Pipex gets $25m for UK WiMax networks

Summary:The cash from Intel Capital will be used to get high-speed wireless networks running in London and Manchester by the end of 2007, with six more sites pencilled in for 2008

Intel Capital is putting $25m (£14m) into a joint venture with Pipex to promote the use of the long-range wireless broadband technology WiMax.

The fruit of the union, to be named Pipex Wireless, will provide WiMax access to homes, businesses and public sector organisations in UK metropolitan areas. London and Manchester will be the first cities to see a WiMax deployment from the new company in 2007.

Pipex Wireless will look to roll out WiMax to the top eight population centres in the UK during 2008 and hopes to eventually sell its services in the top 50.

Pipex already has a licence to operate WiMax services in the 3.6Ghz band, as an inheritance from Pipex, which started trialling the technology last year in the Stratford-upon-Avon area.

Intel Capital and Pipex Wireless are now evaluating potential candidates for the position of chief executive.

Intel launched its first WiMax chip, Rosedale, last year, saying that the next 100 million Internet users will get their connectivity through technologies such as WiMax.

The chipmaker already has other WiMax rollouts under its belt, including a citywide network in Taipei, and says it will be helping out Pipex Wireless by giving advice on trial deployments, partner introductions and go-to-market activities.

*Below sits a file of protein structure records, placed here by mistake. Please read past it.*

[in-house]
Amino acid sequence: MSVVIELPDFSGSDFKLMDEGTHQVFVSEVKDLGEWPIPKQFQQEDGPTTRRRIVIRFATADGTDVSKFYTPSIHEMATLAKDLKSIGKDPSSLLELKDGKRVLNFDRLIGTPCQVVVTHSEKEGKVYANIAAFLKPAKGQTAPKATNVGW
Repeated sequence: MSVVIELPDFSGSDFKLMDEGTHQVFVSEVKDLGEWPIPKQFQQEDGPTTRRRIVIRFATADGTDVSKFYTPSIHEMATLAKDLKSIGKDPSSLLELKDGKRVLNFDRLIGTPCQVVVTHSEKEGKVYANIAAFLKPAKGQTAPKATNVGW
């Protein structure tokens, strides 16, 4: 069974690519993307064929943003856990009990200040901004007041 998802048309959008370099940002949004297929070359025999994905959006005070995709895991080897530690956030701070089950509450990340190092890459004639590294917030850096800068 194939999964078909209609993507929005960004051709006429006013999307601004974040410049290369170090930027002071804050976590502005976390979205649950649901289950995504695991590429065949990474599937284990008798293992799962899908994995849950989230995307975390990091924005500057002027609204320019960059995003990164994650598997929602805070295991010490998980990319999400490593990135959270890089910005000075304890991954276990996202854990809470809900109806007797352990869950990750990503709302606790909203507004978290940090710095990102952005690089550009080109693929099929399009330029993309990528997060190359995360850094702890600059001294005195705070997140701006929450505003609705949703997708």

While industry watchers believe WiMax has potential for supplying Internet access in rural areas or as backhaul equipment, many have been sceptical the technology will take off in metropolitan areas or countries with already developed infrastructure.

Jerome Buvat, global head of Capgemini's strategy labs, told ZDNet UK sister site silicon.com WiMax is likely to have a hard time competing with both existing unbundled DSL and mobile networks.

"I think WiMax raises a lot of interest because it promises to solve some of the limitations of Wi-Fi, but in the short and medium term WiMax is unlikely to have a big impact," due to issues of cost and speed, Buvat said. "There are many operators testing the technology but the trials haven't been very successful. In urban areas, it's not cost-effective."

Topics: Networking

About

Jo Best has been covering IT for the best part of a decade for publications including silicon.com, Guardian Government Computing and ZDNet in both London and Sydney.

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